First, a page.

The Ins and Outs of Laser Toe Nail Fungus Treatment

Reviewed by Barry DiBernardo, MD

Unattractive toe nail fungus can take all the fun out of going barefoot. It can also cause embarrassment at the beach, pool or even in the locker room.

Until recently, toe nail fungus treatments involved taking medication for long periods of time, or daily use of creams and ointments. The oral medications could cause serious side effects such as liver problems, and the topical therapies involved a lot of time and effort. As such, they were never truly embraced by people with unsightly toe nail fungus.

Now two new lasers can zap away toe nail fungus in just one treatment.

What is Toe Nail Fungus?

Known medically as onychomycosis, nail fungal infections begin as a white or yellow spot under the tip of your nail. As the infection spreads, your nail may become discolored and thick, and develop crumbling edges. Some infected toe nails separate from the nail bed (onycholysis). An infected nail may smell and cause pain. These infections may be caused by mold, dermatophytes (skin fungus), and Candida yeast.

Are you a Candidate for Laser Toe Nail Fungus Treatment?

If you have a nail fungal infection, you may be a candidate for laser therapy. Perhaps you have tried topical treatments and achieved only lackluster results; or maybe you don't want to risk the side effects associated with oral agents.

If this is the case, consult with a local plastic surgeon about your laser options. There are currently a couple of lasers that can help eliminate toe nail fungus: Cutera's GenesisPlus and the Pinpoint Laser by Cynosure. Many plastic surgeons now offer these laser treatments for people with toe nail fungus.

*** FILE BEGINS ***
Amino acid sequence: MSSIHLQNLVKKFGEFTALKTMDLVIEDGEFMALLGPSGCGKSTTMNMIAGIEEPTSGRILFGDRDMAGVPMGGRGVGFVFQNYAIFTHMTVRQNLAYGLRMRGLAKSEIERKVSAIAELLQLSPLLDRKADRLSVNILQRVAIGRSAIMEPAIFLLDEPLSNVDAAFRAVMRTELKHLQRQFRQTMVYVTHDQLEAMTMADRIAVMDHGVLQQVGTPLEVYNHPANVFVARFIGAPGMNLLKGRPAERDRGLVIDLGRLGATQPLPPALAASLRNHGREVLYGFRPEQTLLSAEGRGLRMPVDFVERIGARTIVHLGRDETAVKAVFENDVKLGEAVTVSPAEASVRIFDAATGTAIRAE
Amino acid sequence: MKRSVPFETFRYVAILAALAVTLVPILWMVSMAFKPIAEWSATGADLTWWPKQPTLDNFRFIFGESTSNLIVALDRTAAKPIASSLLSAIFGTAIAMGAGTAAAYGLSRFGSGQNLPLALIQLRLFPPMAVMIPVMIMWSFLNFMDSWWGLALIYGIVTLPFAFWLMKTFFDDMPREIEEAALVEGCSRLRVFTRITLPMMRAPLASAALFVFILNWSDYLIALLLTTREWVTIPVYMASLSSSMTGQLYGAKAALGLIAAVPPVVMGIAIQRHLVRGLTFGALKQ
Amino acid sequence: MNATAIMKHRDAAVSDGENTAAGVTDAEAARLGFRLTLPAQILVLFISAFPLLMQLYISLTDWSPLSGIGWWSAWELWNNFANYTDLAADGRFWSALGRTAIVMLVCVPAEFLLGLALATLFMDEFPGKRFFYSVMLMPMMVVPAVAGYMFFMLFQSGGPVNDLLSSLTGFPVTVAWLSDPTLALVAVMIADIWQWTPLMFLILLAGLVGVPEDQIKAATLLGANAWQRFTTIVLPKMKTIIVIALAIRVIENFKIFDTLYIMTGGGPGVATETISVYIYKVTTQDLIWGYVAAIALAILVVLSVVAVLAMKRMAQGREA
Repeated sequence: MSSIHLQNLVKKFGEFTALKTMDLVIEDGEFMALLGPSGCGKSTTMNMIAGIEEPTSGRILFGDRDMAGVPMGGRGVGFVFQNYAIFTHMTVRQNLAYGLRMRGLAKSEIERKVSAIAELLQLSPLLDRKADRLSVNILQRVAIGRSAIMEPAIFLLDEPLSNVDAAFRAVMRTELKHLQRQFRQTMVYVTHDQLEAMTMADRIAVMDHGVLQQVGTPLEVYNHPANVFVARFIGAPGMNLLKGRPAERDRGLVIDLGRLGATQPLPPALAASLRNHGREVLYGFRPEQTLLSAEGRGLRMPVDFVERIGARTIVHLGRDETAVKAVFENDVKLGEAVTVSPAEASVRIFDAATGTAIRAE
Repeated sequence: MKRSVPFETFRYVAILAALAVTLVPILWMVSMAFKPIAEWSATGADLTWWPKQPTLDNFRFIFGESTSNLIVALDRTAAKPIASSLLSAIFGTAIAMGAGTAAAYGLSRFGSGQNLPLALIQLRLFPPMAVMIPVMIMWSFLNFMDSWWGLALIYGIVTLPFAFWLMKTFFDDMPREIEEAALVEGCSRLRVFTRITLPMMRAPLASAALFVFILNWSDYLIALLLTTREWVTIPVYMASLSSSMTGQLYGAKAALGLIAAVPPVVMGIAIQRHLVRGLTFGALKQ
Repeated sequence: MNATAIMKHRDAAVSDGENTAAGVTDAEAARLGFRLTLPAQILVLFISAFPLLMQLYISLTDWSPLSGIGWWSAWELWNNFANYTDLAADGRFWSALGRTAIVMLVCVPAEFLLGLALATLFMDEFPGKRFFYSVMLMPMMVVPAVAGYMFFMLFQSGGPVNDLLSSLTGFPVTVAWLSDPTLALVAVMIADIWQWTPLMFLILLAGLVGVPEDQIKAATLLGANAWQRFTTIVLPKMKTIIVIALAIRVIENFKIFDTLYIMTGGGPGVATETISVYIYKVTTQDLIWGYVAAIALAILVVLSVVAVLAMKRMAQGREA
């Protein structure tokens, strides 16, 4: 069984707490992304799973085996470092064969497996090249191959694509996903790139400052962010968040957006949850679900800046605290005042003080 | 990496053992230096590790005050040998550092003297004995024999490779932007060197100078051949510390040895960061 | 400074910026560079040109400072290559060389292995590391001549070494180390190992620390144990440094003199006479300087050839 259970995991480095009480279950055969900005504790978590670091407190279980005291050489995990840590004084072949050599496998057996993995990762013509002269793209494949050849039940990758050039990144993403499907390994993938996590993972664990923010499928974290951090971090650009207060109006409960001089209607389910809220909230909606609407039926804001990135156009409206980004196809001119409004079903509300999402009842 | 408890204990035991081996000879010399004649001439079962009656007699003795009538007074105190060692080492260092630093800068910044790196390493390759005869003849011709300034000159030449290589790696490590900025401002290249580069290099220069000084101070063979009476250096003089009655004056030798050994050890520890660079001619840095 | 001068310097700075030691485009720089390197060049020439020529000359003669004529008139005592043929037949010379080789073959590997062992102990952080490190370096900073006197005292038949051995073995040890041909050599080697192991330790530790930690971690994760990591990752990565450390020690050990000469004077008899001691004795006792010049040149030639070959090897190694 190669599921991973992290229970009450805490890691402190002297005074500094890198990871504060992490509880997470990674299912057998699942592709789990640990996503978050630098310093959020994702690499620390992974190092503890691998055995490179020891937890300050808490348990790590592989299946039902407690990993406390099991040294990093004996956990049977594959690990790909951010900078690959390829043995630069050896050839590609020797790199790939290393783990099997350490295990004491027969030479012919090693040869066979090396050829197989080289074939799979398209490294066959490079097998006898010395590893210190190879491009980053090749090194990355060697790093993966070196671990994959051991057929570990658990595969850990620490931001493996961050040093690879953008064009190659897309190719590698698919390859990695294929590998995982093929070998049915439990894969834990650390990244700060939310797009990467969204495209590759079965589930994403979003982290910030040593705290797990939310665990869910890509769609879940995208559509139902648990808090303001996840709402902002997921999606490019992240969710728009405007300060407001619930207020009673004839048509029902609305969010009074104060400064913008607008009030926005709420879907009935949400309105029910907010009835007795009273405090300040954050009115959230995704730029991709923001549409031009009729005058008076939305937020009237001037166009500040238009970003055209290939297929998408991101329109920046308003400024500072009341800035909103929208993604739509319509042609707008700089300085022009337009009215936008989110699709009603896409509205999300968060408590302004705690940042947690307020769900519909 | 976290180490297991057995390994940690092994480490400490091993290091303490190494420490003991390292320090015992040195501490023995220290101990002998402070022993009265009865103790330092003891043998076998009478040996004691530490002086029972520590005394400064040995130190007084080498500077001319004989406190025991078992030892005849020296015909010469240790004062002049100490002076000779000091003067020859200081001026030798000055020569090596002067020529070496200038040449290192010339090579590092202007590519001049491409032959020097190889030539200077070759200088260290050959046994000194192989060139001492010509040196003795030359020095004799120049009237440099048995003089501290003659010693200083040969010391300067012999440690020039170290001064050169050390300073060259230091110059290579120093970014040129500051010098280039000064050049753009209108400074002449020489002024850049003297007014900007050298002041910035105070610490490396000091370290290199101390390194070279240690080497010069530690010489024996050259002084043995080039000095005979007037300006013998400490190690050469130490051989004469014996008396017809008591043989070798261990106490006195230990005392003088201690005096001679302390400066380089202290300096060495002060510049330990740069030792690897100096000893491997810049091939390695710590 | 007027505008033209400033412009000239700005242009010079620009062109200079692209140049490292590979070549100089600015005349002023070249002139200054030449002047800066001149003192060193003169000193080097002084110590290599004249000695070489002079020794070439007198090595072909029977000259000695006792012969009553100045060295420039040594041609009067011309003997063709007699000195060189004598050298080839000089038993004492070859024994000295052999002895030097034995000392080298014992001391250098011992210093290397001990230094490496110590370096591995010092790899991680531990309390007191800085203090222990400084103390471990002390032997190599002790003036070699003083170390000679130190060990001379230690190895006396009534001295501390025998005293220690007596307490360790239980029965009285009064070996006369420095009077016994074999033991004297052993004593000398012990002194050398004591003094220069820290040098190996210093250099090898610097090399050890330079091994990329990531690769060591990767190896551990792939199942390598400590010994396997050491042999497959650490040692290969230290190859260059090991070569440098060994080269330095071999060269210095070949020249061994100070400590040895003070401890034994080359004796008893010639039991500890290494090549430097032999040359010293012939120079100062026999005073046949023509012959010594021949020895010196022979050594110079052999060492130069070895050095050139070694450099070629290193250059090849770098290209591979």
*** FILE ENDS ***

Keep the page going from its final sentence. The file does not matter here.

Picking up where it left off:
What to Expect During Laser Toe Nail Fungus Treatment

Laser toe nail fungus therapy does not hurt. You may feel a warm sensation. No topical anesthetic is needed. If your toe nails are thickened from the fungal infection, your surgeon may shave down your nail before treatment. This will allow for greater penetration of the laser light and improved results. The laser light goes through the toenail and skin over the nail bed to kill the infection at its source. Only one treatment is necessary. The results, however, are not immediate. It takes nine to 12 months for the new nail to grow in. Some improvement can be seen within three months. It is possible to develop another fungal infection down the road.

Laser toe fungus treatment can cost $900 to $1,300. This treatment is not covered by insurance. If the cost is prohibitive, your surgeon may be willing to work with you and establish a payment plan. Start your search for a local plastic surgeon now.

About the Reviewer of This Article

Barry DiBernardo, MD, is the Medical Director of New Jersey Plastic Surgery in Montclair, NJ, and is a past President of the New Jersey Society of Plastic Surgeons. He is an associate clinical professor in plastic and reconstructive surgery at the University of Medicine and Dentistry of New Jersey, and is on the Board of Directors of the American Society for Laser Medicine and Surgery.